TORONTO — Raptors point guard Kyle Lowry called out his team’s effort following Thursday’s 128-110 loss to the Cleveland Cavaliers that put Toronto in an 0-2 hole in the Eastern Conference semifinals.
“Just needed more effort,” Lowry said when asked about the Cavs’ killer 37-24 third quarter that put Cleveland up for good. “Way more effort. We have to play harder. … Somehow, someway.”
Toronto is the No. 1 seed in the East, winning 59 games during the regular season compared to the 50 games won by the No. 4 seed Cavaliers. Lowry and DeMar DeRozan were both All-Stars this season, Dwane Casey is considered a leading candidate for 2018 Coach of the Year and Fred VanVleet is sure to receive his fair share of votes for 2018 Sixth Man of the Year, yet the hole the group finds itself in does not bode well for the Raptors.
In the history of the NBA playoffs, 26 teams have fallen behind 0-2 to start a series on their home court and 22 of those teams went on to lose the series. Still, DeRozan — who scored 24 points in Game 2 despite a plus-minus of minus-22 — expressed confidence.
“We down two, OK,” he said. “It’s the first one to win four. It’s not over. Take it one game at a time and go from there.”
DeRozan, along with CJ Miles, was one of the pair of defenders that Kevin Love exploited the most en route to 31 points after Love scored only seven points in Game 1. Love went 5-for-5 with DeRozan and Miles on him.
“It’s a team effort,” DeRozan said. “Can’t just rely on one guy guarding a player like Kevin Love. We all have to be locked in and pull strings together defensively. Figure out how we can help and make things tougher on K-Love when he’s down there posting up. Just show bodies. It’s a team thing and not just one guy, it’s all of us.”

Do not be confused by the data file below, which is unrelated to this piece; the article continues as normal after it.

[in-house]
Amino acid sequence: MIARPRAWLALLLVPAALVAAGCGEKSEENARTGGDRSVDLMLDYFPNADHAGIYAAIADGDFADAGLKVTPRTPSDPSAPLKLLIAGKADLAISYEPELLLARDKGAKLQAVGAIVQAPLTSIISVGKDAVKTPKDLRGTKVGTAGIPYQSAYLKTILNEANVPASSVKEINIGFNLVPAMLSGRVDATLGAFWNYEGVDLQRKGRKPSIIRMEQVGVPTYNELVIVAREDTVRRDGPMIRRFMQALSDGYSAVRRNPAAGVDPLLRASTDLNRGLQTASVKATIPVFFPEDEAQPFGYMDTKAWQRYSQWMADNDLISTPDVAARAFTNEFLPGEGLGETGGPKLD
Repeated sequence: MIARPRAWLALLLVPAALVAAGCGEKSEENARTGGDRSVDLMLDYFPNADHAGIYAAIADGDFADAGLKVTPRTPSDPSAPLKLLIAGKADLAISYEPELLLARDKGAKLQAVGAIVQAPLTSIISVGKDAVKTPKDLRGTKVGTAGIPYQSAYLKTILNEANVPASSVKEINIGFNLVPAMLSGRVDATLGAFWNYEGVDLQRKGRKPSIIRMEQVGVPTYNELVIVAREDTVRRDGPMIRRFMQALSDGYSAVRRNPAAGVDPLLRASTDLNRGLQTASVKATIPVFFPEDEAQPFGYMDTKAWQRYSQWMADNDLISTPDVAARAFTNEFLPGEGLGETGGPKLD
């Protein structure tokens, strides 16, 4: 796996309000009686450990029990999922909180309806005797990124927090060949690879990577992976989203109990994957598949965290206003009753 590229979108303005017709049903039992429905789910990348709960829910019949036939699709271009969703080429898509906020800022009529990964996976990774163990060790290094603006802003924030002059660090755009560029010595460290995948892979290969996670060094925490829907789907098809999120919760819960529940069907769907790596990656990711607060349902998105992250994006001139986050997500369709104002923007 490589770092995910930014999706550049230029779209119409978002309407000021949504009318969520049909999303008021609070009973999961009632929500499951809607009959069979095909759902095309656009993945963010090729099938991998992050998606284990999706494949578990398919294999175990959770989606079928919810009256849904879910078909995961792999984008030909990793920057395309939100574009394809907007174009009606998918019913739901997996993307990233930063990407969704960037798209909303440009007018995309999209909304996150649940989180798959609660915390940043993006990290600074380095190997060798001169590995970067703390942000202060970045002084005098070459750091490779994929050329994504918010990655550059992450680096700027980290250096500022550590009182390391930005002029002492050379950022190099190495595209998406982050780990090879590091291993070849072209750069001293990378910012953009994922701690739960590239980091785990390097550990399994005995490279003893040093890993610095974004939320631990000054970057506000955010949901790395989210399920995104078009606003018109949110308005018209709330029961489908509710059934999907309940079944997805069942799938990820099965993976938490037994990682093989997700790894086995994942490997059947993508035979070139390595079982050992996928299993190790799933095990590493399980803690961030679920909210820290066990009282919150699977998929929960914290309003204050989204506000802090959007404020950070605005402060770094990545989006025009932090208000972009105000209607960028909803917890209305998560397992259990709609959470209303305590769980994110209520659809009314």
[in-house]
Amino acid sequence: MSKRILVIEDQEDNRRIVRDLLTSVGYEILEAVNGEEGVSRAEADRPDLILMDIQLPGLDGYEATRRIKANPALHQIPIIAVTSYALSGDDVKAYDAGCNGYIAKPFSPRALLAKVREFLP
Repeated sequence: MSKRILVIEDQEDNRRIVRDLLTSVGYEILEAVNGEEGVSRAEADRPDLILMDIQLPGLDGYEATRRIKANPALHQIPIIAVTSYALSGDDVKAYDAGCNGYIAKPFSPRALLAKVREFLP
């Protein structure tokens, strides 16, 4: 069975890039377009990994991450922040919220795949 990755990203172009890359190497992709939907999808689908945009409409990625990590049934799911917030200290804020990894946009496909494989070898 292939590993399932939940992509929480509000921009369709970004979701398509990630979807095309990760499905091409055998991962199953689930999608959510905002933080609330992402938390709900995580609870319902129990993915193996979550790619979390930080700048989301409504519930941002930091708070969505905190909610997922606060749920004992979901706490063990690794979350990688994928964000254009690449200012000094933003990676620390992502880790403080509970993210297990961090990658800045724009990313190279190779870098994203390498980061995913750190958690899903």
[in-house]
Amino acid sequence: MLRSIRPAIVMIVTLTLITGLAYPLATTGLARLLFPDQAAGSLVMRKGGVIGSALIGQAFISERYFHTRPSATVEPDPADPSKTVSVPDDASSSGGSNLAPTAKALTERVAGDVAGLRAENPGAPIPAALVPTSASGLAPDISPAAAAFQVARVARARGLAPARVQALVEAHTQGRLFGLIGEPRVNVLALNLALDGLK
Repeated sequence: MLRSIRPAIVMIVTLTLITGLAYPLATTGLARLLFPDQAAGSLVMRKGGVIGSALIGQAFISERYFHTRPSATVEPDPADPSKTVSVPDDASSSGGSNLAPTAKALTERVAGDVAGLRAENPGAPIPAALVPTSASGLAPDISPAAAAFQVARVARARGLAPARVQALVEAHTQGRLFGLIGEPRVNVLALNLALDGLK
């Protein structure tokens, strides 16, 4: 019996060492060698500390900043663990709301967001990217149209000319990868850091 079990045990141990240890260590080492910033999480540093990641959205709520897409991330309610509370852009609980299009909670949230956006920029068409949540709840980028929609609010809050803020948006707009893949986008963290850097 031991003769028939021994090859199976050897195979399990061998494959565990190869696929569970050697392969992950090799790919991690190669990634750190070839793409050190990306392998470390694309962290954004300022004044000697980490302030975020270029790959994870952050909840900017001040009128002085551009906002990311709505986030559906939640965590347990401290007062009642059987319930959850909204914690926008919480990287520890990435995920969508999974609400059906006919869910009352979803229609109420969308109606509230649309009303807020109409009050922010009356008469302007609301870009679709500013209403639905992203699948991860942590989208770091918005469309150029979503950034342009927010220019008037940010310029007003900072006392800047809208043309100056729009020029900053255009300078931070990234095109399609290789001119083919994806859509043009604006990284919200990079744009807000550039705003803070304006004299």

The Cavs now return home where they won both of their regular-season meetings with the Raptors — 132-129 on March 21 and 112-106 on April 3. Furthermore, Cleveland has won eight straight playoff games against Toronto dating to the 2016 Eastern Conference finals; LeBron James is 21-0 in his career when leading 2-0 in a playoff series; and Toronto is 0-6 in franchise history when trailing 0-2 in a playoff series.
Then again, an argument could be made that the Cavs can’t play any better than they did in Game 2 — they posted an offensive efficiency of 138.9, which is their best in any game, regular season or playoffs, according to data compiled by ESPN Stats & Information with only three turnovers — and that was after they stole Game 1 in which they never had a lead until the first 3-pointer Kyle Korver made in overtime.
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“We thrive off adversity,” DeRozan said. “Every single guy on this team, we thrive off it. We’ve been in tough situations before and sometimes that’s what brings the best out of you. That’s where we’re at now and it’s the first team to win four. We understand where we’re at and we’re going to fight.”
Casey echoed the hope of his players.
“One thing you have is pride,” he said. “One thing you have is pride to go into Cleveland and play for pride. I don’t know what the history of down 0-2 is, but one thing I do know is tonight wasn’t us, how we normally play for longer periods of time. We’ll find some answers whether we change the lineup, whatever it is, to keep the offense moving, keep the game moving, and keep the pace going.”
When asked to share his postgame message to his locker room, Casey again stressed that the Raptors haven’t played like the Raptors yet.
“You keep it real,” Casey said. “The fact that, ‘Hey, that’s not us.’ The way we played tonight is not us. Yeah, we had a hangover from [Game 1] but again, this is the NBA semifinals. … We’ve got to keep fighting, keep our heads up, stay together. All the positive things we’ve got to have. Nobody is going to feel sorry for us. I’m sure you guys already have it written. Nobody’s going to feel sorry for us, so the only thing you can do is come out and play with pride and prove the fact that we’re a better team than we showed tonight.”